I visited the local Sears for the first since moving to the area nearly a year ago. I think I’ve been to one other Sears in recent months, a few towns over at a mall.
You’ve read about my trip to Home Depot’s 2016 holiday tool deals center, and then my visit to Lowes tool deals center. I spent a total of nearly $600 at both stores, on tools of both personal and review interest.
So how did things go at Sears?
My visit actually started off horribly.
There was a handicap-accessible door at the entrance I parked at, which was great because I had my toddler son in my arms and infant daughter in her car seat on her stroller.
The handicap-accessible door, which lacked a button and seemed to be one of those “pull and it’ll open automatically for you” types, was LOCKED. It was locked on the way out too.
The regular door was not much trouble, but I found it mildly annoying that someone at Sears would lock the automatic door. If there was a good reason to do so, there should have been a sign. What would have happened if someone really needed that door and couldn’t open it?
Apparently the tool department is on the bottom level of this 2-story store. I found the elevator pretty easily.
The elevator left me off at the start of the tool section.
There were some people in the store, but it was empty enough that I let my son explore a few feet from me without worrying about him being in anyone’s way. I absolutely couldn’t do this at Home Depot or Lowes.
Hey missy, what do you think about shopping for tools?
Overall, there were lots of tools of general interest to those growing their tool collections, but I didn’t really see anything for me.
There were less tools than in the past, less brands too.
I think that everything I saw was from Craftsman, Dewalt, Gearwrench, Gladiator, and Irwin.
Speaking of Gladiator, I saw this Gladiator Premier wall Gearbox in white:
I inquired about how many they had in stock – 0 – and they were showing up at the full price of $250. But the sales associate said she could honor the price for up to 1 week, and it wouldn’t be a problem if I wanted to order multiple units.
These cabinets are double the price at Amazon and everywhere else.
One problem: the order would have to be in-store with in-store pickup. I’m thinking of getting 4. Maybe 1 or 2 for my office, the rest for the garage.
I wasn’t very impressed at first, but couldn’t make up my mind based on a floor sample. It’s the kind of thing I would need to use for a few days or weeks to see if I liked it.
The construction seemed to be solid, but the drawers lacked the soft self-closing feature I’ve been growing used to. They do have very high load capacity though.
The combos were also HUGE. Maybe too tall. I asked an associate if there was a trick to closing the lid without jumping. He kind of lunged up and forward to grab the lid.
The Craftsman Pro box combo is so tall that the top compartment floor was nearly eye-level. How am I supposed to plug anything into the built-in power strip? Retrieve anything from the back? Close the lid?
The sales associate said that all high-end tool storage products were tall like this.
The lid had spring-assisted stays that made closing it a little more difficult.
The top drawer was quite tall too.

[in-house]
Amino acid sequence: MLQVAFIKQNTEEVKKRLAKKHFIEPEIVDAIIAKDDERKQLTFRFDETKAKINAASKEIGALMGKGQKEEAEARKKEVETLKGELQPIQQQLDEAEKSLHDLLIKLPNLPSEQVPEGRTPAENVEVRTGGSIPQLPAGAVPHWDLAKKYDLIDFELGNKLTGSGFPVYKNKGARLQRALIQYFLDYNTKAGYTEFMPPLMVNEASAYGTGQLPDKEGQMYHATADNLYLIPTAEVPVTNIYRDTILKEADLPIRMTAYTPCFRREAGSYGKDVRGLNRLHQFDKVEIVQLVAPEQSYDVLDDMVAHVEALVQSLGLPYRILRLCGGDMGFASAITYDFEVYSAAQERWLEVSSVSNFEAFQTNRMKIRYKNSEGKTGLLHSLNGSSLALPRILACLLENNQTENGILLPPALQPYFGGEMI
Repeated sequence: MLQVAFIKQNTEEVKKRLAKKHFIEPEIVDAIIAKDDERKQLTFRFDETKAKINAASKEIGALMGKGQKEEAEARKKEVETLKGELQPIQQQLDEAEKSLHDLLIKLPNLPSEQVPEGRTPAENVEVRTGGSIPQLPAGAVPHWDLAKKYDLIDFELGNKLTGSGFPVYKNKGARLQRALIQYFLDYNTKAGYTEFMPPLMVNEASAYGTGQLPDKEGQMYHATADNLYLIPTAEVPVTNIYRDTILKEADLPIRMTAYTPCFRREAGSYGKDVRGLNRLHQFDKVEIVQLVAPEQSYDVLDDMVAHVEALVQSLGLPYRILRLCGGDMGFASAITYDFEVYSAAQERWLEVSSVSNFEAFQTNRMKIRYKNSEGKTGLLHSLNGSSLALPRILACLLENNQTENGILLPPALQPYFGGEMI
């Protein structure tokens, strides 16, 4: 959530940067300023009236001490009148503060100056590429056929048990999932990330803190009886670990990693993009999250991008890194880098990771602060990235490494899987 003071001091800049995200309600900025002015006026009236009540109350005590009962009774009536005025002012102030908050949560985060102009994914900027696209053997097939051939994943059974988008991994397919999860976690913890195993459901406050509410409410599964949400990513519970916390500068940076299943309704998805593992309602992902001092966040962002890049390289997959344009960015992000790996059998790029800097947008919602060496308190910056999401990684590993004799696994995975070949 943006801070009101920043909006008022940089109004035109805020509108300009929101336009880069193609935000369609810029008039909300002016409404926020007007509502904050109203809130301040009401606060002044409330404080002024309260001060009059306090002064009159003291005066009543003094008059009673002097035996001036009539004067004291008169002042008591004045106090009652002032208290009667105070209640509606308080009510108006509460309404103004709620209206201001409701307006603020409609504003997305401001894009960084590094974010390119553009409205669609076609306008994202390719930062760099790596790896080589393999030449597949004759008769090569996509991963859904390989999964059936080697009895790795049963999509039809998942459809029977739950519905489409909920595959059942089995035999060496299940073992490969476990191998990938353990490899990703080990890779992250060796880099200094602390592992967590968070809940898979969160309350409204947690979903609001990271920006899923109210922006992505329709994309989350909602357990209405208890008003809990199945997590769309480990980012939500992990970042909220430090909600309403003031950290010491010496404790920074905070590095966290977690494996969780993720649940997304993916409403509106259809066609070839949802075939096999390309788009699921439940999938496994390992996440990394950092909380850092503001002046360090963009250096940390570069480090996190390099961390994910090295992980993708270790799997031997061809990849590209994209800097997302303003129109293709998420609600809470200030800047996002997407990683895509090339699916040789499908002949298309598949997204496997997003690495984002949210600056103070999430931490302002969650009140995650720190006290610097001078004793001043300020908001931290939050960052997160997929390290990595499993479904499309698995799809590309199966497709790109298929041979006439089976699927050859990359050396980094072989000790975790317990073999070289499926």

It was quite discouraging. I couldn’t effectively use a tool storage tower this tall.
This image was taken to simulate eye level.
Milwaukee’s 30-inch tool storage combo, reviewed here, is quite tall. But not this tall.
To reach the back of the top compartment, I have to arch my arm up and over the front, uncomfortably.
Making things matter worse, the top compartment is very shallow. That’s not bad in itself, but it means the lid is not contoured or angled, which as been the trend. Combined with the very tall height, I just can’t reach the lid easily.
I asked about how the top and bottom attach, since the associate seemed to have been involved in setting them up a few days ago. He told me he didn’t know, but there were bolts in the bottom cabinet. Maybe a drawer in the chest came out and the 2 bolted together?
Both display combos, the 26″ and 41″ units, were askew, with the chests misaligned with the bottom cabinets they were resting on. I didn’t see any brackets on the sides or front, and the rears were inaccessible.
The more I examined the Craftsman Pro tool storage boxes, the more I felt my enthusiasm being sapped away.
On a bright note, the sales associate, who might have been a department manager – I wasn’t sure and he was later too occupied for me to ask – had a lot of enthusiasm for the Craftsman Pro cabinet. I didn’t get the feeling like he was out for the commissionable sale, but that he was truly excited about the new tool boxes.
He also had a good idea, suggesting that maybe the top box should have come with a worklight of some kind.
I also saw the Harley Davidson tool storage combo, and it seemed incredibly thin and flimsy. Was it this bad a few years ago when I first checked it out at a Craftsman holiday tool preview?
Overall, I saw a lot of the same deals I saw last year, with maybe a few new Craftsman tools mixed in. While there were some good deals in there, I felt the overall variety to be lacking compared to the offerings at Home Depot and even Lowes.
If I go back to Sears this holiday season, it’ll be to score a couple of those Gladiator work cabinets.
On the way out, the handicap-accessible door was still locked.